Socio-cultural myth and the problem of American exceptionalism
by Brett I. Kier | 8 September 2016
Associated colloquially with the Special Snowflake Syndrome, American exceptionalism has permeated the minds of its citizens since The Founding. And for all of America’s imperial ambitions, its root hog, or die attitude will not likely cause it to outlast or outshine the great empires of antiquity.
Those on the Left who have made their bones engaging in polemics of American exceptionalism are engaged in the most profound kind of irony, in that their activities are primarily funded by the same plutocrats that have promulgated the very myth that they seek to dispel, wholly unaware that they are participating in a controlled opposition campaign.
This reality has been well understood since before the American Founding, and was articulated quite explicitly by historian Oswald Spengler in his seminal two-volume work, Decline of West, where he explained the nature of Homo economicus and its spiritual degradation:
“There is no proletarian, not even a Communist, movement that has not operated in the interest of money, in the directions indicated by money, and for the time permitted by money – and that without the idealist amongst its leaders having the slightest suspicion of the fact.”
(The Decline of the West, Volume II: Perspectives of World History, page 402)
Those on the Right, for whom the notion of American exceptionalism is traditionally associated, are said to possess a kind of reflexive patriotism whenever the Left engages in America-bashing. But here again, the irony resides in the fact that those on the Right, who defend the theoretical rights of every American, have watched their franchise be slowly transformed into a method by which the fractional percentages of the one percent of this country are enriching themselves at the expense of everyone else’s freedom. In the same way that the Left has a stranglehold on the non-white vote, so too does the Right on the people wedded to the idea of a society based on the worship of a unicorn named “Meritocracy.”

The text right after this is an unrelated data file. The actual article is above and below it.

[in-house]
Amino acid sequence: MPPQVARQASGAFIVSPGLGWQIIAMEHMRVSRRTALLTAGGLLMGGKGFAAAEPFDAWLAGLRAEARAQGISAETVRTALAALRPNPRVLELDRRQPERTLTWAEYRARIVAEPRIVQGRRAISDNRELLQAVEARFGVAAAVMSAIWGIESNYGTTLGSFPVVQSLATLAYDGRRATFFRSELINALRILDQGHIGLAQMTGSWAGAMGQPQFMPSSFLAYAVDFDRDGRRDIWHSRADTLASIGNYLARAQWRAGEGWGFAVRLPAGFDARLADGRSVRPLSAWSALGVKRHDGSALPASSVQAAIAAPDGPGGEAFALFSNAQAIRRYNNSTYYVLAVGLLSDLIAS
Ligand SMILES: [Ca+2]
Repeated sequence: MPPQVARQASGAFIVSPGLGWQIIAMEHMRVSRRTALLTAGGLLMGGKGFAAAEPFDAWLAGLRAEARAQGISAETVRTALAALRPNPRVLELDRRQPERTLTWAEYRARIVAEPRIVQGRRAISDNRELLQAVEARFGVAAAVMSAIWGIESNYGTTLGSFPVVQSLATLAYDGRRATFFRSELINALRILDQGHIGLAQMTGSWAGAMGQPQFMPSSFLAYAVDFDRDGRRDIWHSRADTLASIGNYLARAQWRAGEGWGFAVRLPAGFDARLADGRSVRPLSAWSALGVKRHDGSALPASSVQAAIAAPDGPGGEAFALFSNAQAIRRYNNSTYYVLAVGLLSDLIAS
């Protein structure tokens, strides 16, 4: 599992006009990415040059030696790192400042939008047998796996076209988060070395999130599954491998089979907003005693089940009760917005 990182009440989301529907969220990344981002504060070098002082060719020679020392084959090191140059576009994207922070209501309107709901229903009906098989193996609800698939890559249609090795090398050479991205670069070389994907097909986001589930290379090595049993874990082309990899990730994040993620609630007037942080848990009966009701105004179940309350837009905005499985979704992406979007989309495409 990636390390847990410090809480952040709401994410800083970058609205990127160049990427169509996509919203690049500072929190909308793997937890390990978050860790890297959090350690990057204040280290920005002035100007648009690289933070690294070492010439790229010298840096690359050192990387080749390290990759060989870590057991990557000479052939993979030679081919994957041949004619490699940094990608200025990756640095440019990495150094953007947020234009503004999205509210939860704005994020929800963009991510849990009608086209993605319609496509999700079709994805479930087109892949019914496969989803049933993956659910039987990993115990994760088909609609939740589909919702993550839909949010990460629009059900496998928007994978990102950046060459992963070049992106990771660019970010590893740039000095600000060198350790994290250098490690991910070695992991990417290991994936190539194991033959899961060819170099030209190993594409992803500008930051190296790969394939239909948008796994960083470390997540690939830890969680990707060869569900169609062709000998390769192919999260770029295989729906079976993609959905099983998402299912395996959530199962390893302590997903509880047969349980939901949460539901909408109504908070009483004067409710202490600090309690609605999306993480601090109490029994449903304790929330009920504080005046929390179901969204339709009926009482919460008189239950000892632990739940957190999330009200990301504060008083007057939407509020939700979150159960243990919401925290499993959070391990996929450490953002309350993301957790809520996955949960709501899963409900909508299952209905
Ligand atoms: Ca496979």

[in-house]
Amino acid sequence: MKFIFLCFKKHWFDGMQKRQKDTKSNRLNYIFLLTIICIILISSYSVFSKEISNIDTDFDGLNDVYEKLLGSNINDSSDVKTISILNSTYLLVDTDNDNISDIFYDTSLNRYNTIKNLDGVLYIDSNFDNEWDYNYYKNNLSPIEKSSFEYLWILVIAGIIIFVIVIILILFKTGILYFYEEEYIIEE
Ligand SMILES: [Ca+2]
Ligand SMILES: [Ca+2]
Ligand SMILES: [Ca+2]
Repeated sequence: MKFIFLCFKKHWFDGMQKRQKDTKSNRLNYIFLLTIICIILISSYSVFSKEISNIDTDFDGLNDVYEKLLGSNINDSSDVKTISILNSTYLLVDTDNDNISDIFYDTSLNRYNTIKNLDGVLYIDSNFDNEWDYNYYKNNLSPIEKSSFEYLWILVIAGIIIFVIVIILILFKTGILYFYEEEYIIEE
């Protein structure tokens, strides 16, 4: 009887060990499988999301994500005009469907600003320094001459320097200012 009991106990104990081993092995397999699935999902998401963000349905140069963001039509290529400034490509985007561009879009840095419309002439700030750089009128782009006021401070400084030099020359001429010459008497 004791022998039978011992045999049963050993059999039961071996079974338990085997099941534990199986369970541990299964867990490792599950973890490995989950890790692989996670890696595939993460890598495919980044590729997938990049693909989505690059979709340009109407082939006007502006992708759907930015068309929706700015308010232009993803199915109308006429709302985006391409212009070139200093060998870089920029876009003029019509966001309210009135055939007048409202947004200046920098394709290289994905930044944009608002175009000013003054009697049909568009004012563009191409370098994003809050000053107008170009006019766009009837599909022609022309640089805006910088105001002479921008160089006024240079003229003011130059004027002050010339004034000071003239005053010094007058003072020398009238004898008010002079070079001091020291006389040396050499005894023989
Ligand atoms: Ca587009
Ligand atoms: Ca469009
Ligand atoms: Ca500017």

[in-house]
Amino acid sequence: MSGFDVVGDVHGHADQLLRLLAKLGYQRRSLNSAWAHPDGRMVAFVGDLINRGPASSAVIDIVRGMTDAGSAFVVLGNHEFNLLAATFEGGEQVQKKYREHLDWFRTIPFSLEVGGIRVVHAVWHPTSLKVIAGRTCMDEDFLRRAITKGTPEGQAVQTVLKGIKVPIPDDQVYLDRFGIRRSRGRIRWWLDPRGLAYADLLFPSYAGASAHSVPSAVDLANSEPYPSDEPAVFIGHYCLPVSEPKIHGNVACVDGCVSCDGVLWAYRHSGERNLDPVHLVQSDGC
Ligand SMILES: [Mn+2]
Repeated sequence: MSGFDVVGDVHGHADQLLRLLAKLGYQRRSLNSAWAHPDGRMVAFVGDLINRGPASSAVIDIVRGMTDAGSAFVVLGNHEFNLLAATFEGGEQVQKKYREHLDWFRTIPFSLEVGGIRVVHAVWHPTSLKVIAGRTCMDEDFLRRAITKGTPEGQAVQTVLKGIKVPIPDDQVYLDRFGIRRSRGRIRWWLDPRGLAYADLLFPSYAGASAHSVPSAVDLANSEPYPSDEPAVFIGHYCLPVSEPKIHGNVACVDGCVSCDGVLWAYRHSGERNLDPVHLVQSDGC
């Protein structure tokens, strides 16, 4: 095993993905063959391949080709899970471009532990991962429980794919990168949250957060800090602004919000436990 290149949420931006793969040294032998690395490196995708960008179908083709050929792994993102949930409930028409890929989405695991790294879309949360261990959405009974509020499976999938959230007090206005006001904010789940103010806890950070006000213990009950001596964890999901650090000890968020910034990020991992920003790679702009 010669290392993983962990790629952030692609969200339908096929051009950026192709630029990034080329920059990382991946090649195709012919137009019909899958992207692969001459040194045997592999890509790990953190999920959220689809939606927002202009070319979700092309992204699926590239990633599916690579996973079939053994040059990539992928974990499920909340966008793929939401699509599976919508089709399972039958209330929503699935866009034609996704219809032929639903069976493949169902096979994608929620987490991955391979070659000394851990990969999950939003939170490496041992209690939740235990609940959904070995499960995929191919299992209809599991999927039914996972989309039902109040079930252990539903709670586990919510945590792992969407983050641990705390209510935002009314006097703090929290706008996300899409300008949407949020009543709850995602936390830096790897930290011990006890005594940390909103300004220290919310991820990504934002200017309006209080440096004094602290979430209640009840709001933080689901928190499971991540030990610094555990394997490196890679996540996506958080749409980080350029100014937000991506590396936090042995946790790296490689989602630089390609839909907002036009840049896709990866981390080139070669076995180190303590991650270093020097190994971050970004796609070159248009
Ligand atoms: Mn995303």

The origin myths of all nations follow the same Hero’s Journey, and are fraught with the same internal contradictions, self-delusion, and denial. An enemy signals the clarion call to adventure and the promise of glory on the field of battle, whereupon a great triumph against impossible odds aided by divine intervention, as God favors the righteous, is achieved. A restoration and rebirth of a stolen birthright confirms a prophecy. A cleansing of any remnants of the past through atonement and summary executions ensues, all of which culminates in the great return to a Golden Age where the righteous bask in their moral turpulence, which inevitably descends into moral turpitude, only so the process can repeat.
The significant point of departure from the Hero’s Journey metaphor is that the outcome of this quest is known and carefully engineered, as most revolutions are the brainchild of the moneyed classes, designed to redistribute power and influence for the benefit of a select few. Here we stand at the foot of the shining city upon a hill, the great American idea, which despite all its declarations, remains as elusive as John Rawls’s “veil of ignorance.”
America is a broken promise replete with contradictions. It is at once corrupt and upright, generous and thieving. It speaks to our worst fears and our highest aspirations about government. Even as its financial and military hegemony wane, it continues to enjoy the exorbitant privilege associated with the hubris of empires. Truly the greatest thing that never was, America is a Utopia in Thomas Moore’s sense, a mythical land that does not exist. Steeped in a schizoid identity, one can observe the centuries of largesse that have been amassed and enjoyed by a select few at the expense of so many. This is particularly true in this, the New Gilded Age, where an ocean of helots is feeding the gluttonous desires of a select race of sybarites.
In short, it is the history of the colonizer and the colonized, which makes its very existence emblematic of the history of civilization itself. War, annexation, and slavery are the history of man and the history of America. Just as every religion engages in a struggle and eventual prophesied triumph against a great enemy, wherein all non-believers are doomed to be cast out in the service of an elite with the understanding that their wage slavery will serve as penance which will in some way purify their otherwise unclean soul, so too does America.
In the West the enemy is Lucifer, radical Islamic extremism, drugs, poverty, and all the rest. In the East, it is maya, and the encroachment of the West. Whatever the myth, the fight against the Other is what defines a nation and its exceptional identity. For as Chris Hedges’ book explains, War Is a Force That Gives Us Meaning. And because We have the will to fight and the will to win, We are the chosen ones.
“For you are a people holy to the Lord your God. He has chosen you to be his people, prized above all others on the face of the earth.”